First off, there are some pics displayed (artwork by Falon Jones) - and then another poem by Blake Hall...called Necronomajia.
Now it may or may not be significant that at the end of the last line, there's no period...
Regardless of whether Blake made a typo or not, to me, within the context of this piece being poetic, the lack of indication to "stop" as a punctuation mark, the period, commands - means that the entire last sentence is up for discussion, pondering over, consideration. Therefore, "life is hopeless" might be up for discussion rather than a conclusive, final statement. Also, it may be up for discussion, this riddle, its age - or maybe the un-ended statement (considering it without a stop/period/end) means the riddle is timeless and not bound by the constraints of our perception of time.
The last two lines, the words, "Is it golden, is there silver in gold - life is hopeless but the riddle is old" are both "questions" and statements...
There is no actual punctuation question mark, either - so by form, the words are a statement but by context, they are questions. As statements - something is golden and something else precious is in gold. As Two questions: Is it golden? Is there silver in gold? The last identifiable concept I can backtrack to is that the poet is speaking of a soul (the narrator's soul - might not be the poet himself - but is the character/speaker/narrator within the poem)...so, perhaps the soul is golden, according to the narrator within.
Luckily, a question is being asked - not only giving the reader permission - but actually commanding the reader to think about this concept... for me, punctuation cues in poetry are usually commands. Punctuation is often used in place of a word or to emphasize concepts that a poet has condensed the words for or used where a poet has taken away words - so I take every question mark and contextual question very seriously in poetic works - as a command to actively ponder the question.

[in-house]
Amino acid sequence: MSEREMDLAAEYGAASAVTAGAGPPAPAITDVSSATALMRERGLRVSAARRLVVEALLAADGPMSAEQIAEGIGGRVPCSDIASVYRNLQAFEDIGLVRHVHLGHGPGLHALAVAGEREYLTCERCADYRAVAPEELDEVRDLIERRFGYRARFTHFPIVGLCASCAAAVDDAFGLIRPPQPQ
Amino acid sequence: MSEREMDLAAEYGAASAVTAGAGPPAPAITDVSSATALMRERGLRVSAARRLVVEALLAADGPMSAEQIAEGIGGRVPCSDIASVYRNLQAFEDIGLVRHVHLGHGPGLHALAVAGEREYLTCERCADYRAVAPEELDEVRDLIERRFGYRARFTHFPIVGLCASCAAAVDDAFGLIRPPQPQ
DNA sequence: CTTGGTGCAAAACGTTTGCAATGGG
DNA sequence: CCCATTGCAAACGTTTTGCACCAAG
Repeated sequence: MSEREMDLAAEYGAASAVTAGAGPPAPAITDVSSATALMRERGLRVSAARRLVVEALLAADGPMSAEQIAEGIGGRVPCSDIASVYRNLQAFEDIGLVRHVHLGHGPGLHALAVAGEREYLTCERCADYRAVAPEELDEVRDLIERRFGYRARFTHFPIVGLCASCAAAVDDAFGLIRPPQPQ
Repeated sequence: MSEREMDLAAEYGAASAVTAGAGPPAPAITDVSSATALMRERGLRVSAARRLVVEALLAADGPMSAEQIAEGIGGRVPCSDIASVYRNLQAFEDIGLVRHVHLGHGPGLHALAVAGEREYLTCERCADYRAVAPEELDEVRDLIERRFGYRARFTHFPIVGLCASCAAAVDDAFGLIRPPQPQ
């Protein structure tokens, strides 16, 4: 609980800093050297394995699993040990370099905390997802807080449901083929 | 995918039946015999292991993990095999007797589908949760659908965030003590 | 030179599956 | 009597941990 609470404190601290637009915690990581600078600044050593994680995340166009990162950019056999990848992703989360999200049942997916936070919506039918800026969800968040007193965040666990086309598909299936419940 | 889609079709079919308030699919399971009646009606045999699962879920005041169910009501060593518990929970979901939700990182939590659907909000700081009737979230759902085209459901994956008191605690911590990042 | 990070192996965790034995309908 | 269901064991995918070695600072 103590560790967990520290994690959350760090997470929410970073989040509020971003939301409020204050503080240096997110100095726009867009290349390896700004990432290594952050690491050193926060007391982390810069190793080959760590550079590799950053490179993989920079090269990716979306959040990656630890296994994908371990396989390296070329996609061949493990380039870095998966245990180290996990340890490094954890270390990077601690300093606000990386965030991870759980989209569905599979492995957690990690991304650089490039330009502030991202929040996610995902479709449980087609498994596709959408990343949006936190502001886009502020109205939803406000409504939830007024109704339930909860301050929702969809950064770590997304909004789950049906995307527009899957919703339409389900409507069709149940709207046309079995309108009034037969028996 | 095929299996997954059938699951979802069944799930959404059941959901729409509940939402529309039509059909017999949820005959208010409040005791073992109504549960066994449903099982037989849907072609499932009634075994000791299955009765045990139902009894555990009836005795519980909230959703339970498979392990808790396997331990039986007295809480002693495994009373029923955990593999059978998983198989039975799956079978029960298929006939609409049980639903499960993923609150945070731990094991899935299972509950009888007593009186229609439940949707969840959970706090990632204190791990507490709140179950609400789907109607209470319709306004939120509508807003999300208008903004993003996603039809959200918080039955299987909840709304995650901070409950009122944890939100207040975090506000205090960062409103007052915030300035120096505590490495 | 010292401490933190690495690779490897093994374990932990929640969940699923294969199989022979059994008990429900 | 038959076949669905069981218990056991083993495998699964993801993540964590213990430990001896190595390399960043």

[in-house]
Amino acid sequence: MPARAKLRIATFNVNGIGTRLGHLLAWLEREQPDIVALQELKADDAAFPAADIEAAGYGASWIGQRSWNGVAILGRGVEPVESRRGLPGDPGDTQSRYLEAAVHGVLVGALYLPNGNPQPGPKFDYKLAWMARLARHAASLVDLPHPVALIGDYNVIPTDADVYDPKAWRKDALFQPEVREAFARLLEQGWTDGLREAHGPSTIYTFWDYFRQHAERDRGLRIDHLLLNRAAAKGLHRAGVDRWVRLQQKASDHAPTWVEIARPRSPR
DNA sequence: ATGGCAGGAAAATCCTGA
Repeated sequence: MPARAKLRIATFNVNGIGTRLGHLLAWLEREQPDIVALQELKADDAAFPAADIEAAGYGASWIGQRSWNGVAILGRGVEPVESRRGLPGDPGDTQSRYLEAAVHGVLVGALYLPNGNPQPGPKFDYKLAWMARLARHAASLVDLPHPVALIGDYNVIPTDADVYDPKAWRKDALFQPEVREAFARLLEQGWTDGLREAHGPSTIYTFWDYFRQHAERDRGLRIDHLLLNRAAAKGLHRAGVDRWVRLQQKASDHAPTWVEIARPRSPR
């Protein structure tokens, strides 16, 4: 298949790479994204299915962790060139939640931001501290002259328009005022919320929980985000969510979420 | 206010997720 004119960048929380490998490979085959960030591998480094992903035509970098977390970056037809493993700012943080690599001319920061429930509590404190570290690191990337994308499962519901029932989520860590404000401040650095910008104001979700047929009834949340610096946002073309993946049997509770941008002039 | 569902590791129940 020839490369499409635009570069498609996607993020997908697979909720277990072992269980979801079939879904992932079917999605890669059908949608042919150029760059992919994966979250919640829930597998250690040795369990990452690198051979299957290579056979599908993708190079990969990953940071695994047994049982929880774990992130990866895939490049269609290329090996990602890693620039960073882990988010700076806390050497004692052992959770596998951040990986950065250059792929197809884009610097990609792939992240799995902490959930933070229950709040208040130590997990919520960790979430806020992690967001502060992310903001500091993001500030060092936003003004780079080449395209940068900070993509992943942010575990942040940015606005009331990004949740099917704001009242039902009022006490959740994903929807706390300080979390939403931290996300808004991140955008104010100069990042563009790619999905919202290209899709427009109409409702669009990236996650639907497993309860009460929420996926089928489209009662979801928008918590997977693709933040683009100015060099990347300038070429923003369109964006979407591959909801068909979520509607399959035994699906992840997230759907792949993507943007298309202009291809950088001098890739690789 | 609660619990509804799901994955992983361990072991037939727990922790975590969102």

"[...] And sometimes I wish [...]" occurs prior to these last lines, so the concepts in these particular words are important because they are stated more than once - within the confines of condensed poetic ideas. Often, with poetry, words are excluded, concepts refined down to as few words as possible - sometimes poetry is very much like a puzzle intended to be sorted out by the author...so when words repeat, I have learned that this often means the repeated words are some of the most important in the entire piece. ie: poets, stating one thing ONCE, rarely need to repeat a phrase or word unless doing so is an act of emphasis or contrast. Here, I think the said words are for emphasis. Also - there are two different wishes repeated - a lot going on here.
1 wish: To be left alone
2 wish: To be told something
The title, Necronomajia, in my opinion, must be Necro+Magic together. Magic. Death. Death leading to Magik (death to life - magic is often equated with energy/life). Death is Magick, and magic, since it is everywhere, belongs with death/life concepts. (Blake will have to correct me if I'm interpreting grossly wrong here). The term makes a lot of sense and has impact upon the senses when broken down like this... thus, Necronomajia is a written, poetic work about DeathMagick and ends with no end (period).
I'll have to build a better summary later - the poem has given me a lot to think about and I'll actually have to go doodle this out a bit on paper...
Read the poem in its entirety on The 800 Days blog... let me know how YOU interpret the poetics.
The Day 725 post is associated with Sunday December 26 2010.